Little Darlingsby Melanie Golding: Lauren Tranter’s infants, Morgan and Riley, disappear from her side. But when they’re found, something is different about them. The infants look like Morgan and Riley, but to Lauren, something is off. Determined to bring her true infants home, Lauren will risk the unthinkable. (Lakeview and North)
September is National Library Card Sign-up month, which is perfect since school is back in session and a library card is as essential as any No. 2 pencil on your school supply list.
Did you know that any student attending Peoria Public Schools, even those residing outside the library’s district, are eligible for a student library card, valid Aug. 15 to Aug. 14 of the next year. All teachers at Peoria’s public and parochial schools and Dunlap schools can also obtain a special Peoria Public Library card, valid Aug. 1-July 31, for classroom purposes only.
Beyond books, your library card is also your key to our vast resources, including our online research and tutorial databases, which offer online homework help, test prep and skill-building services. Visit our website at www.peoriapubliclibrary.org for details on how to get your very own library card.
Peggy Miller is one of the 47,487 Peorians who have a Peoria Public Library card.
And like every one of those cardholders, she has a story.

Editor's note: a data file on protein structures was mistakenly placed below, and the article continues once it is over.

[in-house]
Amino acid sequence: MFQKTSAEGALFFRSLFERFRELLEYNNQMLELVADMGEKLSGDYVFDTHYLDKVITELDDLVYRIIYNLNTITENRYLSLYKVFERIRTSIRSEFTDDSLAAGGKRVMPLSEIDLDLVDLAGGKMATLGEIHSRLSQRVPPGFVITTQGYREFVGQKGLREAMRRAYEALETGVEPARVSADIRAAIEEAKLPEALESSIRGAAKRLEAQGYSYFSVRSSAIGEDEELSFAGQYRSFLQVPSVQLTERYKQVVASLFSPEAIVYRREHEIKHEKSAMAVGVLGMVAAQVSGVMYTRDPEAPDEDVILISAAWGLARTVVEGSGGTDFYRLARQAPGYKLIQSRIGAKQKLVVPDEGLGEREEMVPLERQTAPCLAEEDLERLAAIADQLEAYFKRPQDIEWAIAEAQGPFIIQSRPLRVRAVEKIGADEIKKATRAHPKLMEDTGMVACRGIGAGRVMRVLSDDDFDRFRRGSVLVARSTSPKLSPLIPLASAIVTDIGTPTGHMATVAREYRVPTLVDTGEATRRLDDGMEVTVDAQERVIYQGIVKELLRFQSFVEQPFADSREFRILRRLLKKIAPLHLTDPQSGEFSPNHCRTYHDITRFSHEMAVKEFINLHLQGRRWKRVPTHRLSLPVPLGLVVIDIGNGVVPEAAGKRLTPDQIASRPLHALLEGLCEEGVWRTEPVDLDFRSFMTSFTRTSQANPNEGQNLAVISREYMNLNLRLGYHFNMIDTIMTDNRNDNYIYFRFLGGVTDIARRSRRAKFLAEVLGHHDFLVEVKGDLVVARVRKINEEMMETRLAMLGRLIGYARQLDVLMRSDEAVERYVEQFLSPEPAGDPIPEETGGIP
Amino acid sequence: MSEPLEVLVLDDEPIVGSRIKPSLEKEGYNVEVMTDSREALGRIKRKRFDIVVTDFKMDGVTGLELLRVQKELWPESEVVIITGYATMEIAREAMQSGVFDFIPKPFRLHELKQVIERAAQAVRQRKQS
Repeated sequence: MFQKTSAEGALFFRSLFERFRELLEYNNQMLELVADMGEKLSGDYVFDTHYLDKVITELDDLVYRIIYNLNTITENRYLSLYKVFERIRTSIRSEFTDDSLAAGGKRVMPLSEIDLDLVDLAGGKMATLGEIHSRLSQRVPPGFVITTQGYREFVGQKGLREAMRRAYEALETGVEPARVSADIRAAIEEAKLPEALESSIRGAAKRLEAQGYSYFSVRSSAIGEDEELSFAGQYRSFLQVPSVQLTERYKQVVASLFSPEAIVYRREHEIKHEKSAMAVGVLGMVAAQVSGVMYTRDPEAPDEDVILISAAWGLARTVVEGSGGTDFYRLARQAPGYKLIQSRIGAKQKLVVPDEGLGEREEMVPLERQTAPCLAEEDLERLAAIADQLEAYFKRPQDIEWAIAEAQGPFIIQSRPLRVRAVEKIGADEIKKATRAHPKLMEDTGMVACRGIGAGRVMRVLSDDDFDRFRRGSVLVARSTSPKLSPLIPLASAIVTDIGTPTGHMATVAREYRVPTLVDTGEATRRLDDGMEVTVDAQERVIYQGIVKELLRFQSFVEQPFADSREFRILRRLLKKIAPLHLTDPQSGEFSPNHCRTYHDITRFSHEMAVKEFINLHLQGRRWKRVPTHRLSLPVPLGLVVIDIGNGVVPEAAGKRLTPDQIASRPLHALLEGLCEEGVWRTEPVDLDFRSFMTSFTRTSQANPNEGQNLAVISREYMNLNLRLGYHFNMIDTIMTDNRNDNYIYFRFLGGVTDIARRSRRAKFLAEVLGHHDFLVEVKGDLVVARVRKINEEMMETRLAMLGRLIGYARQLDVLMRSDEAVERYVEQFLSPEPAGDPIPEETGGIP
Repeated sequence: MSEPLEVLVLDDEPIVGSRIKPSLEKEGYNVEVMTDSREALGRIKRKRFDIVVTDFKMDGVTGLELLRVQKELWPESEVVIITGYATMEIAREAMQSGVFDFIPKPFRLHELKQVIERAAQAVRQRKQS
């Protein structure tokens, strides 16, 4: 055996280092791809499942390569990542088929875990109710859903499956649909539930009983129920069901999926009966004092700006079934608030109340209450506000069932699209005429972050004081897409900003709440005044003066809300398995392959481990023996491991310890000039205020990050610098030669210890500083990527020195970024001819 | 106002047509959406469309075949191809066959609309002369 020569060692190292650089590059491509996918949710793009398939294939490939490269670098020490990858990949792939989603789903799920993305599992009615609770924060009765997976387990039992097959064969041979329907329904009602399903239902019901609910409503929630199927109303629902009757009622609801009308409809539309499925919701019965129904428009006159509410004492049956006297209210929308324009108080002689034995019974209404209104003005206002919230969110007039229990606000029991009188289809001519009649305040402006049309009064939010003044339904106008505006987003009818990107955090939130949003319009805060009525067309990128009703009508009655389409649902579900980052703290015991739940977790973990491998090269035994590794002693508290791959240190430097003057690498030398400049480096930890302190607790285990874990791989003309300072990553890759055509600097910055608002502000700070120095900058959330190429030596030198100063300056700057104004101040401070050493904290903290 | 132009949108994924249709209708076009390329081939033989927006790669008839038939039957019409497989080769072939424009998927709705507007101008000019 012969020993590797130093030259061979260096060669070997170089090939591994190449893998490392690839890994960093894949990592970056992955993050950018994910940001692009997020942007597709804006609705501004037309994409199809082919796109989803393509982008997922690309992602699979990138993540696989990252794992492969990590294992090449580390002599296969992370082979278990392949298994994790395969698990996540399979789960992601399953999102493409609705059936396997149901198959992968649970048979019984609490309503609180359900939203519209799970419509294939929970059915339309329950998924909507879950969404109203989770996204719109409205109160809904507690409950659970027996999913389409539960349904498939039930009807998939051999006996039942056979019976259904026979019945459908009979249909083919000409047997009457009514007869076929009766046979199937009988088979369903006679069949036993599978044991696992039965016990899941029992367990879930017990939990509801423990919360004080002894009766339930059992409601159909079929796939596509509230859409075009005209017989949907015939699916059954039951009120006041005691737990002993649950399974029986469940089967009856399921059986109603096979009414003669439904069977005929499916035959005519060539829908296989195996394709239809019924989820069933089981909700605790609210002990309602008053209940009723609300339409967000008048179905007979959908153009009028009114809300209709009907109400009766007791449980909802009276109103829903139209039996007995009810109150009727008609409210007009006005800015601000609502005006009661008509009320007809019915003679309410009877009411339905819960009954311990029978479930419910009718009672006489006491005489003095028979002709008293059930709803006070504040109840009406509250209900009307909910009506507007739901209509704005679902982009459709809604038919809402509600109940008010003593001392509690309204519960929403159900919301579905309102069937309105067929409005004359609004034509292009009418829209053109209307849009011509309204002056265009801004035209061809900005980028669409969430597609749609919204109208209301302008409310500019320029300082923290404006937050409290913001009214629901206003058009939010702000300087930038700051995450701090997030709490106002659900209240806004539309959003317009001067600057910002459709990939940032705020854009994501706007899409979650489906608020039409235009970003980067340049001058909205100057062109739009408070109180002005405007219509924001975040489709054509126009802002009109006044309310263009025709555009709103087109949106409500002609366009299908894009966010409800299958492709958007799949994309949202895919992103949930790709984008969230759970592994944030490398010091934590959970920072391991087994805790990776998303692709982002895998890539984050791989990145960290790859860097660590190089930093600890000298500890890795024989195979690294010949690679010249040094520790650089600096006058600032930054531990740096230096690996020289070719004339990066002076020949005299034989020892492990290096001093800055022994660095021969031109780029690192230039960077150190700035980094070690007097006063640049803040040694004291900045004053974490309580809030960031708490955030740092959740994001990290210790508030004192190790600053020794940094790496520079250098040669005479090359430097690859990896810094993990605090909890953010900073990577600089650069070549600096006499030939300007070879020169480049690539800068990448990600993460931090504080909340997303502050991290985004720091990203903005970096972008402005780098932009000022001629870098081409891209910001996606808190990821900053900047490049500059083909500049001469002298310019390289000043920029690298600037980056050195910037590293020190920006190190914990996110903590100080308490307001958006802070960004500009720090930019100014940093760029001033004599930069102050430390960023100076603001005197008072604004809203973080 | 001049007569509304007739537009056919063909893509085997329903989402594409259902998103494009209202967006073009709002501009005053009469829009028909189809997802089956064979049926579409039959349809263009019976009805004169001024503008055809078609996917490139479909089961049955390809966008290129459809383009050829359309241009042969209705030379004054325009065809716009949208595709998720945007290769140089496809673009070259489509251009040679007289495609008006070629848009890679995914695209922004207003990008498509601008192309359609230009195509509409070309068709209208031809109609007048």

“My aunt Irene took me to the library to get a card when I was in 2nd grade. She helped me pick out a book and showed me how to check it out,” Miller recalls. “She told me I had to take very good care of the book or I could not get another. She gave me a very special bag from Carson Pirie Scott to keep the book safe. Then she showed me how to walk home.
“My household was very chaotic. She set my life on a course that would save me. The library ladies were kind, gentle and helpful. The library was a safe place.”
Miller’s aunt Irene died a year ago.
“I can’t explain how much it meant to me. (The library) was my sanctuary,” says Miller, who grew up in a small suburb south of Chicago, but now lives in Peoria.
And Miller couldn’t be prouder that her daughter grew up to become one of those “kind, gentle, helpful” ladies, a librarian who now manages Peoria Public Library’s Lakeview Branch.